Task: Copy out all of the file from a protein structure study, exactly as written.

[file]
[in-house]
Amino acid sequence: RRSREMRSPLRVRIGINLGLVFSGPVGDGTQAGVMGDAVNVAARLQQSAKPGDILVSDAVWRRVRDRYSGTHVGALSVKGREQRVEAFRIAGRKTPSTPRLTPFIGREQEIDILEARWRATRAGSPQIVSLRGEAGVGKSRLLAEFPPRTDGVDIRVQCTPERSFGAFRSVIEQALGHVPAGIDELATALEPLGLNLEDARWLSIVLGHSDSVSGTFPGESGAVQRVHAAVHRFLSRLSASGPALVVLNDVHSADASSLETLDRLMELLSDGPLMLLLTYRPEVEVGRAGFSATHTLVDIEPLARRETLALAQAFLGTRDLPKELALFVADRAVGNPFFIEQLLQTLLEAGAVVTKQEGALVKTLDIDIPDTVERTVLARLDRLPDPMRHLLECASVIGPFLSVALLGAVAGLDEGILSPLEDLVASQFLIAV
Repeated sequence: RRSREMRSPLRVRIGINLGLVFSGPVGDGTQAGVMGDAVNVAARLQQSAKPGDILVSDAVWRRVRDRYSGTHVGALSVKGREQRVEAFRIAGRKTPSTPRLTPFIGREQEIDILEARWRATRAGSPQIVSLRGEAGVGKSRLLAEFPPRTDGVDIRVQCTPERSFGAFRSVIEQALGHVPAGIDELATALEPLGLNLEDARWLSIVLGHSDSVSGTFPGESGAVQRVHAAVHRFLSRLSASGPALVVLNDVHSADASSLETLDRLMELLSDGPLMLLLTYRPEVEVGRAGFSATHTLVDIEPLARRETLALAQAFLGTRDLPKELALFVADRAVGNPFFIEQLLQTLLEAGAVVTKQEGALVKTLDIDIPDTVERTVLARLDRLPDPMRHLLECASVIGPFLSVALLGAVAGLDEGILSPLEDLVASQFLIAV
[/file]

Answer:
[in-house]
Amino acid sequence: RRSREMRSPLRVRIGINLGLVFSGPVGDGTQAGVMGDAVNVAARLQQSAKPGDILVSDAVWRRVRDRYSGTHVGALSVKGREQRVEAFRIAGRKTPSTPRLTPFIGREQEIDILEARWRATRAGSPQIVSLRGEAGVGKSRLLAEFPPRTDGVDIRVQCTPERSFGAFRSVIEQALGHVPAGIDELATALEPLGLNLEDARWLSIVLGHSDSVSGTFPGESGAVQRVHAAVHRFLSRLSASGPALVVLNDVHSADASSLETLDRLMELLSDGPLMLLLTYRPEVEVGRAGFSATHTLVDIEPLARRETLALAQAFLGTRDLPKELALFVADRAVGNPFFIEQLLQTLLEAGAVVTKQEGALVKTLDIDIPDTVERTVLARLDRLPDPMRHLLECASVIGPFLSVALLGAVAGLDEGILSPLEDLVASQFLIAV
Repeated sequence: RRSREMRSPLRVRIGINLGLVFSGPVGDGTQAGVMGDAVNVAARLQQSAKPGDILVSDAVWRRVRDRYSGTHVGALSVKGREQRVEAFRIAGRKTPSTPRLTPFIGREQEIDILEARWRATRAGSPQIVSLRGEAGVGKSRLLAEFPPRTDGVDIRVQCTPERSFGAFRSVIEQALGHVPAGIDELATALEPLGLNLEDARWLSIVLGHSDSVSGTFPGESGAVQRVHAAVHRFLSRLSASGPALVVLNDVHSADASSLETLDRLMELLSDGPLMLLLTYRPEVEVGRAGFSATHTLVDIEPLARRETLALAQAFLGTRDLPKELALFVADRAVGNPFFIEQLLQTLLEAGAVVTKQEGALVKTLDIDIPDTVERTVLARLDRLPDPMRHLLECASVIGPFLSVALLGAVAGLDEGILSPLEDLVASQFLIAV